1/ Radiation damage in-flight and attendent charge transfer inefficiency (CTI) has significantly degraded the energy resolution of the ACIS front-illuminated CCD's. The energy resolution of ACIS-S is important for LETG observations because it allows discrimination between spectral orders that are spatially overlapping on the detector. In order to be able to sort spectral orders a fairly low resolution is adequate and the detector CTI is not thought to be a serious problem from the standpoint of LETGS observations. However, it does render data more difficult to analyse because orders are not so sharply defined, and it also prevents removal of some background that could otherwise be excised through a tighter pulse height filter. CTI decreases strongly toward the CCD readout node; in order to ameliorate the effects of CTI, LETG+ACIS-S observations of POINT SOURCES are therefore currently aimed at a detector location 8mm closer to the ACIS-S readout nodes using a SIM Z offset.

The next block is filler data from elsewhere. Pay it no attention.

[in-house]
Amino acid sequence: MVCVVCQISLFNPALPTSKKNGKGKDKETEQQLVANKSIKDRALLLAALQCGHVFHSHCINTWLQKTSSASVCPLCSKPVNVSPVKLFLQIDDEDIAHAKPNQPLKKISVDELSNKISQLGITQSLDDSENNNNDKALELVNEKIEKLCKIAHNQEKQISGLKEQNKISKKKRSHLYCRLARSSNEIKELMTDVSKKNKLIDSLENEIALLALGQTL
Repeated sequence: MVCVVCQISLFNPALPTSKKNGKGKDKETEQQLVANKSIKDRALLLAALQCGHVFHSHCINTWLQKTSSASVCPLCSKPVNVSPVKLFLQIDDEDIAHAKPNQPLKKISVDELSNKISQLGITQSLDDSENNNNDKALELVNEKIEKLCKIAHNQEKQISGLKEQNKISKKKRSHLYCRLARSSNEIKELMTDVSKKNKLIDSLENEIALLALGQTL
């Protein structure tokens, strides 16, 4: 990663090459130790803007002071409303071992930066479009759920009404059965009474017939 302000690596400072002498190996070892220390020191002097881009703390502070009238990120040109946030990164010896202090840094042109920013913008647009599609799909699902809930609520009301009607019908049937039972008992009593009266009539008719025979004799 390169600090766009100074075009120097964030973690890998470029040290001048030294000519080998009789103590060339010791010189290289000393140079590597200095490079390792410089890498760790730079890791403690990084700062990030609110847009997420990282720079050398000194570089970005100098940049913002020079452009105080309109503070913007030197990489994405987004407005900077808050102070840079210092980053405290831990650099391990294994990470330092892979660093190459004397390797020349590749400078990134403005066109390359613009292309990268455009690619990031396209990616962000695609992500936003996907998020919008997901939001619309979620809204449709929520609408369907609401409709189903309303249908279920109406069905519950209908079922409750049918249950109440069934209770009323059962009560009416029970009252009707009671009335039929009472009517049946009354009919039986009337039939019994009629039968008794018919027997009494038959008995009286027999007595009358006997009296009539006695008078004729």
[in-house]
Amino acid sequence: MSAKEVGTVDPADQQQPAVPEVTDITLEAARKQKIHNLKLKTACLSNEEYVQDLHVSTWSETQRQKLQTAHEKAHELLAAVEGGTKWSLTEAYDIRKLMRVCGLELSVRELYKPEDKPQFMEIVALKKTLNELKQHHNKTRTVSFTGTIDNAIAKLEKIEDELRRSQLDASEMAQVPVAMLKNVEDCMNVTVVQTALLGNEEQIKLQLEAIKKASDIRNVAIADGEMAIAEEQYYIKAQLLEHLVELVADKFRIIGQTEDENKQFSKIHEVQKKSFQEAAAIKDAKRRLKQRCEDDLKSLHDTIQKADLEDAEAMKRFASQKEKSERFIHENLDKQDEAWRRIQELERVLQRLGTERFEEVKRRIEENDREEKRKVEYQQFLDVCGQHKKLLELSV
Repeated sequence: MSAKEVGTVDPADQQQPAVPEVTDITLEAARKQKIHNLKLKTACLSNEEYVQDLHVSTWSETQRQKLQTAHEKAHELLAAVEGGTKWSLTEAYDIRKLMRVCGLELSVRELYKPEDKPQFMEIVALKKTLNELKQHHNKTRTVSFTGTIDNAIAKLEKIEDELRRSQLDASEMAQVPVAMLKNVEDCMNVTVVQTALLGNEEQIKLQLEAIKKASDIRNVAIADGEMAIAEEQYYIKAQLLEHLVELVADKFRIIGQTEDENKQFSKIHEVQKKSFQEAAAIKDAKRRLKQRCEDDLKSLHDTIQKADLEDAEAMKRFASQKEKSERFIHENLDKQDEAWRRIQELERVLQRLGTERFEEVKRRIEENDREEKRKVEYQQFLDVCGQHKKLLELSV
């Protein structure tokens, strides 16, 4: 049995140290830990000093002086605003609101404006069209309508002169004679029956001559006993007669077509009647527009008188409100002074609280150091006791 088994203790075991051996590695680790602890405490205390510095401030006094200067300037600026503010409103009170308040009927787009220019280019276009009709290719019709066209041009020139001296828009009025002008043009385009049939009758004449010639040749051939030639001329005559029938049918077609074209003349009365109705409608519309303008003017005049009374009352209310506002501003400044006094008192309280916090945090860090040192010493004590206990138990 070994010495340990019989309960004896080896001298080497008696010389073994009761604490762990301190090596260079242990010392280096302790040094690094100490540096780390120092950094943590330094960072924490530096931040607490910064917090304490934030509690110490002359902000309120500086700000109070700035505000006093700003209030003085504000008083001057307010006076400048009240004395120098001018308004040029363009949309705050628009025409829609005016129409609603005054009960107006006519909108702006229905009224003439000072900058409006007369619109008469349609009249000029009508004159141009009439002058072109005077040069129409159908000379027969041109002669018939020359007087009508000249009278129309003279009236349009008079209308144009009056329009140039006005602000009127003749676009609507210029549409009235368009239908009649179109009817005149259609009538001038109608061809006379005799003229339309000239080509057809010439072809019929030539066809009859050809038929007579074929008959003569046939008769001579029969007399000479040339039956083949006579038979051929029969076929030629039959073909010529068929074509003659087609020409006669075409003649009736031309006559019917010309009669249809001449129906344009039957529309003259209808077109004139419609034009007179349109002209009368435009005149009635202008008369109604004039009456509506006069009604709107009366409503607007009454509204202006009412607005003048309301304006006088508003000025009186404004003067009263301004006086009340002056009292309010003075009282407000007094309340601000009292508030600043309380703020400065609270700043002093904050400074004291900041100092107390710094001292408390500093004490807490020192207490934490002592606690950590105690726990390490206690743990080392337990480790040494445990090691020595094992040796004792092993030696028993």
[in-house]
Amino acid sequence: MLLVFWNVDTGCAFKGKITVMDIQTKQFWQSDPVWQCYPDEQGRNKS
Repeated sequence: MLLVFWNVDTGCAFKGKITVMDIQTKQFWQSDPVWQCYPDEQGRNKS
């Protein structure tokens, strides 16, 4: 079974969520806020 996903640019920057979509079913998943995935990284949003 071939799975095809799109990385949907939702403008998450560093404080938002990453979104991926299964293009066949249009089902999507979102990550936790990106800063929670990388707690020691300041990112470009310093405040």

2/ The BI chips (S1 and S3) may be affected by particle background flares with count rates many times the quiescent rate. These flares were not anticipated prior to launch. In early data, the background rate in the BI devices (after the standard event screening) was >2 times the quiescent rate during roughly 30% of the time; this fraction is considerably lower for the FI chips. The quiescent background rate, after the standard event screening, is larger by a factor of 1.5-3 for the BI devices compared to the FI devices. Background is not generally a problem for LETG+ACIS-S because the event pulse height filtering that can be applied for order sorting greatly reduces any background signal. However, higher than expected background might be relevant for observations performed in Timed Exposure/Very Faint (TE/VF) mode. Observers whose LETG+ACIS-S specify this mode might consider changing to TE/Faint mode.